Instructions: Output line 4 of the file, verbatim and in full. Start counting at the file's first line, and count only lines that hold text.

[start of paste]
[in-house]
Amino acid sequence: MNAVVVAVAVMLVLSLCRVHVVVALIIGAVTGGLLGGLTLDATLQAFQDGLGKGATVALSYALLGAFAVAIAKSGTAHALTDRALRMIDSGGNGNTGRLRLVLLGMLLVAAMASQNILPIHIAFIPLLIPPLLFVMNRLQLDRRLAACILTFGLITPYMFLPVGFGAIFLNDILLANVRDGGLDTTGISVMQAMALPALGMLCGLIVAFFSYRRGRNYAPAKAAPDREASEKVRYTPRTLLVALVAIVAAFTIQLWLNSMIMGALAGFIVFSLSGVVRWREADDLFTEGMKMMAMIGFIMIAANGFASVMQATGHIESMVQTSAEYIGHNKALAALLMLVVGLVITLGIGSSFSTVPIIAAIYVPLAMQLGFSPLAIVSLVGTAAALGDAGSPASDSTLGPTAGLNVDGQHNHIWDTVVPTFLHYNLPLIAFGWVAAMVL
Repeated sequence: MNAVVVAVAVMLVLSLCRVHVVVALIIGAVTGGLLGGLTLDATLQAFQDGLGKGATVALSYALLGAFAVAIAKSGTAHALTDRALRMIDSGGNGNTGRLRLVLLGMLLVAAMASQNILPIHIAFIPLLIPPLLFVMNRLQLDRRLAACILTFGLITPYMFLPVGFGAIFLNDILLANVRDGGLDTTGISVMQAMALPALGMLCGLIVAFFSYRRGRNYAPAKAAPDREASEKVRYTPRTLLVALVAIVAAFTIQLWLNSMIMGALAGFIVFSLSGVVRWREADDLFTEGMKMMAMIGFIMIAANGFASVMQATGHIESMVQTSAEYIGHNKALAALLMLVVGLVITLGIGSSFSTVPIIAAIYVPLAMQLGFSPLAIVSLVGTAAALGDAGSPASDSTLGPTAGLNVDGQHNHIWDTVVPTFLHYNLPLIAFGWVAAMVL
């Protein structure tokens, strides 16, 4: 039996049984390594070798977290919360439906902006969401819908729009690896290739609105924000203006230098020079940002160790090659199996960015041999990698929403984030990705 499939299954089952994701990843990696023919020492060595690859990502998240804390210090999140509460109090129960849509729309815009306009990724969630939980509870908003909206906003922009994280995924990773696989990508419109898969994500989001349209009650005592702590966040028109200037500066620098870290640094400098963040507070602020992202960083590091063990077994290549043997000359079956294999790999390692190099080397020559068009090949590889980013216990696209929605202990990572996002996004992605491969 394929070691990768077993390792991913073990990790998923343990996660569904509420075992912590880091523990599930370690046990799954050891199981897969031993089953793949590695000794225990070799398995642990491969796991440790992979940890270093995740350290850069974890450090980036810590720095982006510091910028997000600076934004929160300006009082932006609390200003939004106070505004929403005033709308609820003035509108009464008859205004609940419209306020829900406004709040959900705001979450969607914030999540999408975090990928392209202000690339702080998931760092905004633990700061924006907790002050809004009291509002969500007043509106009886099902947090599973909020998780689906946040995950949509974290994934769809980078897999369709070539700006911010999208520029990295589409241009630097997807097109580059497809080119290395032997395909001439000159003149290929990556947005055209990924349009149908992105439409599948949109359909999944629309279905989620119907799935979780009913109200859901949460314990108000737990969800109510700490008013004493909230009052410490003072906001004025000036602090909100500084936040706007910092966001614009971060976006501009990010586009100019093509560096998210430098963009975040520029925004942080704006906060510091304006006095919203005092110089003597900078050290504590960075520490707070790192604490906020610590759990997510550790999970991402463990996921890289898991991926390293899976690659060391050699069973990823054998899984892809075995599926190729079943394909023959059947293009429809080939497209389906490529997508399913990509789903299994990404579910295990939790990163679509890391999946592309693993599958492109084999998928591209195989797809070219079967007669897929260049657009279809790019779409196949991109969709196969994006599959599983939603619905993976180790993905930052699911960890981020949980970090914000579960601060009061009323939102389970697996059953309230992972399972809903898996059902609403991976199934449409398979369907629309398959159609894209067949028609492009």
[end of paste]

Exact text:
């Protein structure tokens, strides 16, 4: 039996049984390594070798977290919360439906902006969401819908729009690896290739609105924000203006230098020079940002160790090659199996960015041999990698929403984030990705 499939299954089952994701990843990696023919020492060595690859990502998240804390210090999140509460109090129960849509729309815009306009990724969630939980509870908003909206906003922009994280995924990773696989990508419109898969994500989001349209009650005592702590966040028109200037500066620098870290640094400098963040507070602020992202960083590091063990077994290549043997000359079956294999790999390692190099080397020559068009090949590889980013216990696209929605202990990572996002996004992605491969 394929070691990768077993390792991913073990990790998923343990996660569904509420075992912590880091523990599930370690046990799954050891199981897969031993089953793949590695000794225990070799398995642990491969796991440790992979940890270093995740350290850069974890450090980036810590720095982006510091910028997000600076934004929160300006009082932006609390200003939004106070505004929403005033709308609820003035509108009464008859205004609940419209306020829900406004709040959900705001979450969607914030999540999408975090990928392209202000690339702080998931760092905004633990700061924006907790002050809004009291509002969500007043509106009886099902947090599973909020998780689906946040995950949509974290994934769809980078897999369709070539700006911010999208520029990295589409241009630097997807097109580059497809080119290395032997395909001439000159003149290929990556947005055209990924349009149908992105439409599948949109359909999944629309279905989620119907799935979780009913109200859901949460314990108000737990969800109510700490008013004493909230009052410490003072906001004025000036602090909100500084936040706007910092966001614009971060976006501009990010586009100019093509560096998210430098963009975040520029925004942080704006906060510091304006006095919203005092110089003597900078050290504590960075520490707070790192604490906020610590759990997510550790999970991402463990996921890289898991991926390293899976690659060391050699069973990823054998899984892809075995599926190729079943394909023959059947293009429809080939497209389906490529997508399913990509789903299994990404579910295990939790990163679509890391999946592309693993599958492109084999998928591209195989797809070219079967007669897929260049657009279809790019779409196949991109969709196969994006599959599983939603619905993976180790993905930052699911960890981020949980970090914000579960601060009061009323939102389970697996059953309230992972399972809903898996059902609403991976199934449409398979369907629309398959159609894209067949028609492009």